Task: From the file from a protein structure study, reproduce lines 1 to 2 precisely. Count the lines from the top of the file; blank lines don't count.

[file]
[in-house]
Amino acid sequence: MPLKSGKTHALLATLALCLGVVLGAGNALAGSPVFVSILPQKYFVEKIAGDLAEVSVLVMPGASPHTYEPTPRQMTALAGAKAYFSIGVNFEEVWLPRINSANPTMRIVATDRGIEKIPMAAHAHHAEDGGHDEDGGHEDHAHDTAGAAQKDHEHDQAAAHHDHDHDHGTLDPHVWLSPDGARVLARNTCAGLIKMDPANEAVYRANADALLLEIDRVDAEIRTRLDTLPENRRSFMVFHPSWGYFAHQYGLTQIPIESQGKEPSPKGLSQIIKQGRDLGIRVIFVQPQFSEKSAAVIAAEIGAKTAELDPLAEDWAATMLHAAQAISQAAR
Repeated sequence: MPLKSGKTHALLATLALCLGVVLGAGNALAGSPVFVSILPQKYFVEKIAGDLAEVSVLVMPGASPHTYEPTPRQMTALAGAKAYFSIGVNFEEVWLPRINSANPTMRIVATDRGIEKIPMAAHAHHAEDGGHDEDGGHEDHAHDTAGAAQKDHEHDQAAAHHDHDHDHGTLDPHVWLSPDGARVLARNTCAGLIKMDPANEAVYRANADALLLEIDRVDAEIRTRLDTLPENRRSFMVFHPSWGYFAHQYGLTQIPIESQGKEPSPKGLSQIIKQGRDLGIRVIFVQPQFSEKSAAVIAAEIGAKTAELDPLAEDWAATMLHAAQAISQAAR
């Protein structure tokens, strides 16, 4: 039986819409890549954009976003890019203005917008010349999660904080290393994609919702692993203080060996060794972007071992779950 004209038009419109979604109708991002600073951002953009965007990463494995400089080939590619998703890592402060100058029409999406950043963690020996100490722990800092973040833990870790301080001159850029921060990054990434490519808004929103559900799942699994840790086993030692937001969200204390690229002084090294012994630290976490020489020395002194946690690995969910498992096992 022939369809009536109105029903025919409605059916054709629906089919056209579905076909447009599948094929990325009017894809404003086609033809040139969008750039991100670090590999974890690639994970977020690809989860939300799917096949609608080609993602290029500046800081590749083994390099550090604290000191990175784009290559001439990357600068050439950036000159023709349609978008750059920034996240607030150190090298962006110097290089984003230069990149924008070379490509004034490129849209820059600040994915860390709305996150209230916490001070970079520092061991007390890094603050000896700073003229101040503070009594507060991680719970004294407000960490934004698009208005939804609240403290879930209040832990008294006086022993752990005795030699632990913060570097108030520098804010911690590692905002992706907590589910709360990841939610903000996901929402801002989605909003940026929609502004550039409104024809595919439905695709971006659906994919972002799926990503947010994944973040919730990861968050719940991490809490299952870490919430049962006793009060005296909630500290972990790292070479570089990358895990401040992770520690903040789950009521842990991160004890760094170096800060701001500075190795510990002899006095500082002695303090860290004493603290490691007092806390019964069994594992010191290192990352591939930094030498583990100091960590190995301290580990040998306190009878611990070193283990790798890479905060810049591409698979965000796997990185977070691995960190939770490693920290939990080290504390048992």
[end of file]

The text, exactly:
[in-house]
Amino acid sequence: MPLKSGKTHALLATLALCLGVVLGAGNALAGSPVFVSILPQKYFVEKIAGDLAEVSVLVMPGASPHTYEPTPRQMTALAGAKAYFSIGVNFEEVWLPRINSANPTMRIVATDRGIEKIPMAAHAHHAEDGGHDEDGGHEDHAHDTAGAAQKDHEHDQAAAHHDHDHDHGTLDPHVWLSPDGARVLARNTCAGLIKMDPANEAVYRANADALLLEIDRVDAEIRTRLDTLPENRRSFMVFHPSWGYFAHQYGLTQIPIESQGKEPSPKGLSQIIKQGRDLGIRVIFVQPQFSEKSAAVIAAEIGAKTAELDPLAEDWAATMLHAAQAISQAAR